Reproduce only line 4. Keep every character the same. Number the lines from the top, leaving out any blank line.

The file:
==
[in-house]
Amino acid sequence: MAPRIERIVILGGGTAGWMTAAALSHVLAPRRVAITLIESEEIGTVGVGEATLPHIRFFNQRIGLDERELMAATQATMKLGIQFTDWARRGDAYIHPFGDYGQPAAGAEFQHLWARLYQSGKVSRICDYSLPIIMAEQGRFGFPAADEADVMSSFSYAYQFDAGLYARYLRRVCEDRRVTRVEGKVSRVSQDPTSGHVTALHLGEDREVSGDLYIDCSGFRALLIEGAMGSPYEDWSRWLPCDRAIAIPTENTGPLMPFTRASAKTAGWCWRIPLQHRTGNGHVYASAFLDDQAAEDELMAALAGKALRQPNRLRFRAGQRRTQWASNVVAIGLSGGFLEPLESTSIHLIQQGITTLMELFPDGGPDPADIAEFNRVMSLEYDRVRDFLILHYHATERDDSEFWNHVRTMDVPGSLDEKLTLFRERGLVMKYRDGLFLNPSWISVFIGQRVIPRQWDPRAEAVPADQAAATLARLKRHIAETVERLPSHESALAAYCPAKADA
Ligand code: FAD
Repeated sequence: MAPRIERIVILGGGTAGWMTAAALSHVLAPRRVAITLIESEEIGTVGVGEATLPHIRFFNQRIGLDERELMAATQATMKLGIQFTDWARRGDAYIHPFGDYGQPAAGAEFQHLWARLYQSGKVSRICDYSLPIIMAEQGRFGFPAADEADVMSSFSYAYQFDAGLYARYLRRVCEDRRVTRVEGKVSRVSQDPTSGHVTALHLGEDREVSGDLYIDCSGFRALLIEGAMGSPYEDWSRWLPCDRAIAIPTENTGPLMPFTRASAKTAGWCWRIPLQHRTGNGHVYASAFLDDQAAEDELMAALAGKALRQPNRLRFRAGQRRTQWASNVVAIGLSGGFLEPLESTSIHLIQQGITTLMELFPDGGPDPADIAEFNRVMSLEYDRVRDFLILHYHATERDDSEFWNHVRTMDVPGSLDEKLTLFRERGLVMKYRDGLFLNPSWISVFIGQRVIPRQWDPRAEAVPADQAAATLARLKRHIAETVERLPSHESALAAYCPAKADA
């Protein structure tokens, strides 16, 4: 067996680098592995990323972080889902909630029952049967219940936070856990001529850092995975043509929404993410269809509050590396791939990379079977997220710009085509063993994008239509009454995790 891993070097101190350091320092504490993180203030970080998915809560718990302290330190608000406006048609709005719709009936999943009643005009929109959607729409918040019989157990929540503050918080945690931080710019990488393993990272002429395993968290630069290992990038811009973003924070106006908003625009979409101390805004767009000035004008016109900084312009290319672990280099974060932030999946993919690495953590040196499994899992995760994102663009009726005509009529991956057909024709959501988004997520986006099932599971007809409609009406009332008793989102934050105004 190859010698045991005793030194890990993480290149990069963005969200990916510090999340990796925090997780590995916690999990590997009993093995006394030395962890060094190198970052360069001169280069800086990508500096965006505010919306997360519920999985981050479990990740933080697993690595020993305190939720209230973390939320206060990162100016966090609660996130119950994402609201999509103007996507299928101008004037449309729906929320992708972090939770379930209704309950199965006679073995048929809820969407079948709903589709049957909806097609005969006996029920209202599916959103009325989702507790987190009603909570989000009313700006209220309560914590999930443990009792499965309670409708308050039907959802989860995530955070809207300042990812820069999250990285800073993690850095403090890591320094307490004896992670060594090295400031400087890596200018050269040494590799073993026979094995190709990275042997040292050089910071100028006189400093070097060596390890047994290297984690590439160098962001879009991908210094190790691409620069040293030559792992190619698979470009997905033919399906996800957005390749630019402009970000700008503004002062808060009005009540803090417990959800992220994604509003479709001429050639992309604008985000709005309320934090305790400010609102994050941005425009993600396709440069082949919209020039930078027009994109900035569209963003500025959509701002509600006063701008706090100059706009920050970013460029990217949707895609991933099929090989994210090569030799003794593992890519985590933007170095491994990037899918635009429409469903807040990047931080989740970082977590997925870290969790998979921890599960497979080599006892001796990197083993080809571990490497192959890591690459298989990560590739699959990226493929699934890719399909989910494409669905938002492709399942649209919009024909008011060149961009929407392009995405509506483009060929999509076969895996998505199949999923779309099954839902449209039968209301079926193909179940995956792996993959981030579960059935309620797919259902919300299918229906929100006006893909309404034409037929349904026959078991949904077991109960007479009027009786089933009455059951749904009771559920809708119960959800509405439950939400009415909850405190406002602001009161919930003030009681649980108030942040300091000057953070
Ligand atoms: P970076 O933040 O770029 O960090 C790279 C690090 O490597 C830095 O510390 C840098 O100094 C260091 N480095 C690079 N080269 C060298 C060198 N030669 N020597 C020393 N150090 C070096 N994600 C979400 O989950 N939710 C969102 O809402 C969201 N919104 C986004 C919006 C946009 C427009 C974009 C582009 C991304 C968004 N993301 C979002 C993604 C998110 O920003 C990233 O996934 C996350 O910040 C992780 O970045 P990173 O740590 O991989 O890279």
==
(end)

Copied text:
Repeated sequence: MAPRIERIVILGGGTAGWMTAAALSHVLAPRRVAITLIESEEIGTVGVGEATLPHIRFFNQRIGLDERELMAATQATMKLGIQFTDWARRGDAYIHPFGDYGQPAAGAEFQHLWARLYQSGKVSRICDYSLPIIMAEQGRFGFPAADEADVMSSFSYAYQFDAGLYARYLRRVCEDRRVTRVEGKVSRVSQDPTSGHVTALHLGEDREVSGDLYIDCSGFRALLIEGAMGSPYEDWSRWLPCDRAIAIPTENTGPLMPFTRASAKTAGWCWRIPLQHRTGNGHVYASAFLDDQAAEDELMAALAGKALRQPNRLRFRAGQRRTQWASNVVAIGLSGGFLEPLESTSIHLIQQGITTLMELFPDGGPDPADIAEFNRVMSLEYDRVRDFLILHYHATERDDSEFWNHVRTMDVPGSLDEKLTLFRERGLVMKYRDGLFLNPSWISVFIGQRVIPRQWDPRAEAVPADQAAATLARLKRHIAETVERLPSHESALAAYCPAKADA